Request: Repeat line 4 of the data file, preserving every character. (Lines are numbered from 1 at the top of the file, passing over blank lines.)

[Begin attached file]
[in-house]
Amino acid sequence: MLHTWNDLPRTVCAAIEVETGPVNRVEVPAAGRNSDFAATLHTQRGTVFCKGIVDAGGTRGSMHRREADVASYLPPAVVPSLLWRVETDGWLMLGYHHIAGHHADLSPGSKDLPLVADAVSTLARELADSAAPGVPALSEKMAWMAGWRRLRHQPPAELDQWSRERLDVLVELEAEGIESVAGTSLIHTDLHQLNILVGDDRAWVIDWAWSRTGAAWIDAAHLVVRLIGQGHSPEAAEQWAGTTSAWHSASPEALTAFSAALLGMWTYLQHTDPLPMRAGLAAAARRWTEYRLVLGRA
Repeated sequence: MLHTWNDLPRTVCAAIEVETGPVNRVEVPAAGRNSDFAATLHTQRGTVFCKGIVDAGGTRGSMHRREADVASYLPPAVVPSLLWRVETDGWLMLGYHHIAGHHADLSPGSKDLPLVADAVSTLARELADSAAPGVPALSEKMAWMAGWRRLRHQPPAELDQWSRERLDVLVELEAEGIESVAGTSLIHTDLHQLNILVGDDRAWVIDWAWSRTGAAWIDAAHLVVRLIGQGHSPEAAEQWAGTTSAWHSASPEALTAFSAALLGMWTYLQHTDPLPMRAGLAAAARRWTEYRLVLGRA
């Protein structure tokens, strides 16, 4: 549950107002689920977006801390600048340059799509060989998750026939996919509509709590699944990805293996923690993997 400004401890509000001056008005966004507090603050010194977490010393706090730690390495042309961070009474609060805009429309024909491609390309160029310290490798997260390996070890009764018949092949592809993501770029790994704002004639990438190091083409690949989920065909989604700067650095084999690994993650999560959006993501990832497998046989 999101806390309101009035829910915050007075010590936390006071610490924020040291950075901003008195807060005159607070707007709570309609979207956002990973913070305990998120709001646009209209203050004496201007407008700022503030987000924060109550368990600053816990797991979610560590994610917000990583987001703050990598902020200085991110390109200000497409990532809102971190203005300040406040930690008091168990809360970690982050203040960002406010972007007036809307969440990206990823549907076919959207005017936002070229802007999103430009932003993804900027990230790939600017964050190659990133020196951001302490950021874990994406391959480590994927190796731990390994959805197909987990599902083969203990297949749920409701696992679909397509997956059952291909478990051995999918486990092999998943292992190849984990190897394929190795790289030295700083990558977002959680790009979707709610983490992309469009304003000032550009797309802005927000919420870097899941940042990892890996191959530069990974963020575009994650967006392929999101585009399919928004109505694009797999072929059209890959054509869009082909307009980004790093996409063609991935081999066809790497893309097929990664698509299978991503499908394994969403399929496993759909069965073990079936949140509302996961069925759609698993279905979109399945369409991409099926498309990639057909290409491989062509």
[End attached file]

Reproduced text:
């Protein structure tokens, strides 16, 4: 549950107002689920977006801390600048340059799509060989998750026939996919509509709590699944990805293996923690993997 400004401890509000001056008005966004507090603050010194977490010393706090730690390495042309961070009474609060805009429309024909491609390309160029310290490798997260390996070890009764018949092949592809993501770029790994704002004639990438190091083409690949989920065909989604700067650095084999690994993650999560959006993501990832497998046989 999101806390309101009035829910915050007075010590936390006071610490924020040291950075901003008195807060005159607070707007709570309609979207956002990973913070305990998120709001646009209209203050004496201007407008700022503030987000924060109550368990600053816990797991979610560590994610917000990583987001703050990598902020200085991110390109200000497409990532809102971190203005300040406040930690008091168990809360970690982050203040960002406010972007007036809307969440990206990823549907076919959207005017936002070229802007999103430009932003993804900027990230790939600017964050190659990133020196951001302490950021874990994406391959480590994927190796731990390994959805197909987990599902083969203990297949749920409701696992679909397509997956059952291909478990051995999918486990092999998943292992190849984990190897394929190795790289030295700083990558977002959680790009979707709610983490992309469009304003000032550009797309802005927000919420870097899941940042990892890996191959530069990974963020575009994650967006392929999101585009399919928004109505694009797999072929059209890959054509869009082909307009980004790093996409063609991935081999066809790497893309097929990664698509299978991503499908394994969403399929496993759909069965073990079936949140509302996961069925759609698993279905979109399945369409991409099926498309990639057909290409491989062509």